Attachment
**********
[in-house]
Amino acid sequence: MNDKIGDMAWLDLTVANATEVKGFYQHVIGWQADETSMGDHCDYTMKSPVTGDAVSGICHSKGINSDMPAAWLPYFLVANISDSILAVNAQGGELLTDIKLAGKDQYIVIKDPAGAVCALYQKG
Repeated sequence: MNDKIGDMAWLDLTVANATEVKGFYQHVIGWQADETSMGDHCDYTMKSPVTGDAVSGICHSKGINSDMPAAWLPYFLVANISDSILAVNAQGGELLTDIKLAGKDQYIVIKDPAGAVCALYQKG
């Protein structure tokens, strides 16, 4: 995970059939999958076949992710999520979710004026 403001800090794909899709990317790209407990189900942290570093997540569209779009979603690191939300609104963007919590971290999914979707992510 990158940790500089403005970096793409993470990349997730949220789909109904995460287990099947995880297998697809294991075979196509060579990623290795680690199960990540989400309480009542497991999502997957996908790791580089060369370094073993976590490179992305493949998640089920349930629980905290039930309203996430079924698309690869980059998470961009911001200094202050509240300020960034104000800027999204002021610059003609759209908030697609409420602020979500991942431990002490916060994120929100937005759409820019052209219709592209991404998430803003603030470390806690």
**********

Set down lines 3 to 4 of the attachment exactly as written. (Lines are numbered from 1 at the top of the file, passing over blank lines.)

Repeated sequence: MNDKIGDMAWLDLTVANATEVKGFYQHVIGWQADETSMGDHCDYTMKSPVTGDAVSGICHSKGINSDMPAAWLPYFLVANISDSILAVNAQGGELLTDIKLAGKDQYIVIKDPAGAVCALYQKG
């Protein structure tokens, strides 16, 4: 995970059939999958076949992710999520979710004026 403001800090794909899709990317790209407990189900942290570093997540569209779009979603690191939300609104963007919590971290999914979707992510 990158940790500089403005970096793409993470990349997730949220789909109904995460287990099947995880297998697809294991075979196509060579990623290795680690199960990540989400309480009542497991999502997957996908790791580089060369370094073993976590490179992305493949998640089920349930629980905290039930309203996430079924698309690869980059998470961009911001200094202050509240300020960034104000800027999204002021610059003609759209908030697609409420602020979500991942431990002490916060994120929100937005759409820019052209219709592209991404998430803003603030470390806690």